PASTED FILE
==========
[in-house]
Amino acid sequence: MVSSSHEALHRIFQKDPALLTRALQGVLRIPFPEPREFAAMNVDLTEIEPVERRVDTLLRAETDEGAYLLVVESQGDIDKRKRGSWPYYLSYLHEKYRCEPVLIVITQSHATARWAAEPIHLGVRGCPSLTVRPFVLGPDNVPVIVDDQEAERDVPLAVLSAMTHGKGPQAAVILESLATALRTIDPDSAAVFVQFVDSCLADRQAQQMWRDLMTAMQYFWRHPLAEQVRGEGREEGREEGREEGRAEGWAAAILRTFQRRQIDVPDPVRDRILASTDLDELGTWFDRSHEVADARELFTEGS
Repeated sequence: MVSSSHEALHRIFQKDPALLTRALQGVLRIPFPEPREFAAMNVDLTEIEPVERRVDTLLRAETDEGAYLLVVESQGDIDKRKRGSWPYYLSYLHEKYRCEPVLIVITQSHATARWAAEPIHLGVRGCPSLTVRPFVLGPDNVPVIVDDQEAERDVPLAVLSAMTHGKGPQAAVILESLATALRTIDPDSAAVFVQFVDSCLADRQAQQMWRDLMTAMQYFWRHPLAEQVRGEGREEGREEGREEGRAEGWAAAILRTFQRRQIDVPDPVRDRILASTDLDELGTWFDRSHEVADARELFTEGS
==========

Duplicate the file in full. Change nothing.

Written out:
[in-house]
Amino acid sequence: MVSSSHEALHRIFQKDPALLTRALQGVLRIPFPEPREFAAMNVDLTEIEPVERRVDTLLRAETDEGAYLLVVESQGDIDKRKRGSWPYYLSYLHEKYRCEPVLIVITQSHATARWAAEPIHLGVRGCPSLTVRPFVLGPDNVPVIVDDQEAERDVPLAVLSAMTHGKGPQAAVILESLATALRTIDPDSAAVFVQFVDSCLADRQAQQMWRDLMTAMQYFWRHPLAEQVRGEGREEGREEGREEGRAEGWAAAILRTFQRRQIDVPDPVRDRILASTDLDELGTWFDRSHEVADARELFTEGS
Repeated sequence: MVSSSHEALHRIFQKDPALLTRALQGVLRIPFPEPREFAAMNVDLTEIEPVERRVDTLLRAETDEGAYLLVVESQGDIDKRKRGSWPYYLSYLHEKYRCEPVLIVITQSHATARWAAEPIHLGVRGCPSLTVRPFVLGPDNVPVIVDDQEAERDVPLAVLSAMTHGKGPQAAVILESLATALRTIDPDSAAVFVQFVDSCLADRQAQQMWRDLMTAMQYFWRHPLAEQVRGEGREEGREEGREEGRAEGWAAAILRTFQRRQIDVPDPVRDRILASTDLDELGTWFDRSHEVADARELFTEGS